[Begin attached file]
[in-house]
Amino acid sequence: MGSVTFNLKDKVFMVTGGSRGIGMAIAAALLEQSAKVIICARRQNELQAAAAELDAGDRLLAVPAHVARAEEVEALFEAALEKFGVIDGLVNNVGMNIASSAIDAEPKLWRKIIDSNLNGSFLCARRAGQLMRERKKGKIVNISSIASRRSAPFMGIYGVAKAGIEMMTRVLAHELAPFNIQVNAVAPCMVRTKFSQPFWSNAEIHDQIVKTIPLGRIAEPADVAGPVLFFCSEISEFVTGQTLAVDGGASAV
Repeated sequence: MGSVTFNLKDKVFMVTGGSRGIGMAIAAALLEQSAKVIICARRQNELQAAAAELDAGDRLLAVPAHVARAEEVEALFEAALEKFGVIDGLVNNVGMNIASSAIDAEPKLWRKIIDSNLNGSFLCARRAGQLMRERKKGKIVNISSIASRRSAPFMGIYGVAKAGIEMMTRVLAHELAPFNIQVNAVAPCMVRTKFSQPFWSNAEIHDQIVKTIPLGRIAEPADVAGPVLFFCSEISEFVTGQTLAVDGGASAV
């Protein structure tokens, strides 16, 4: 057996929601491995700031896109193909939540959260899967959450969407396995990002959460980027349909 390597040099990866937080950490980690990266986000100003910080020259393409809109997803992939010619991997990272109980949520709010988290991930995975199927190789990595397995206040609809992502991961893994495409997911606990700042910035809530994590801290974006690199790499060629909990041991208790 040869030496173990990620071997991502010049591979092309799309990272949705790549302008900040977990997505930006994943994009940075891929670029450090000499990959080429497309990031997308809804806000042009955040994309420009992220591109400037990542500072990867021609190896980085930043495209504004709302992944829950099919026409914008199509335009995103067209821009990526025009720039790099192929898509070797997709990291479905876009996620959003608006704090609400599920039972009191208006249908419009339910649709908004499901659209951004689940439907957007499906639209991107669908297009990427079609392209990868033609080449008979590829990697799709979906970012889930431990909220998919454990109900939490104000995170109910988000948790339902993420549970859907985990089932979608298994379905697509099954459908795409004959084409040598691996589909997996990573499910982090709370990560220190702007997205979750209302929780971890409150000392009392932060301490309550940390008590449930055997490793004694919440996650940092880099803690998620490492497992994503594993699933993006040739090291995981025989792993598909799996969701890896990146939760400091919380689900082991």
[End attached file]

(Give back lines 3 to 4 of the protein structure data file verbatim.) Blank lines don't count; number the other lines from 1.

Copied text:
Repeated sequence: MGSVTFNLKDKVFMVTGGSRGIGMAIAAALLEQSAKVIICARRQNELQAAAAELDAGDRLLAVPAHVARAEEVEALFEAALEKFGVIDGLVNNVGMNIASSAIDAEPKLWRKIIDSNLNGSFLCARRAGQLMRERKKGKIVNISSIASRRSAPFMGIYGVAKAGIEMMTRVLAHELAPFNIQVNAVAPCMVRTKFSQPFWSNAEIHDQIVKTIPLGRIAEPADVAGPVLFFCSEISEFVTGQTLAVDGGASAV
């Protein structure tokens, strides 16, 4: 057996929601491995700031896109193909939540959260899967959450969407396995990002959460980027349909 390597040099990866937080950490980690990266986000100003910080020259393409809109997803992939010619991997990272109980949520709010988290991930995975199927190789990595397995206040609809992502991961893994495409997911606990700042910035809530994590801290974006690199790499060629909990041991208790 040869030496173990990620071997991502010049591979092309799309990272949705790549302008900040977990997505930006994943994009940075891929670029450090000499990959080429497309990031997308809804806000042009955040994309420009992220591109400037990542500072990867021609190896980085930043495209504004709302992944829950099919026409914008199509335009995103067209821009990526025009720039790099192929898509070797997709990291479905876009996620959003608006704090609400599920039972009191208006249908419009339910649709908004499901659209951004689940439907957007499906639209991107669908297009990427079609392209990868033609080449008979590829990697799709979906970012889930431990909220998919454990109900939490104000995170109910988000948790339902993420549970859907985990089932979608298994379905697509099954459908795409004959084409040598691996589909997996990573499910982090709370990560220190702007997205979750209302929780971890409150000392009392932060301490309550940390008590449930055997490793004694919440996650940092880099803690998620490492497992994503594993699933993006040739090291995981025989792993598909799996969701890896990146939760400091919380689900082991």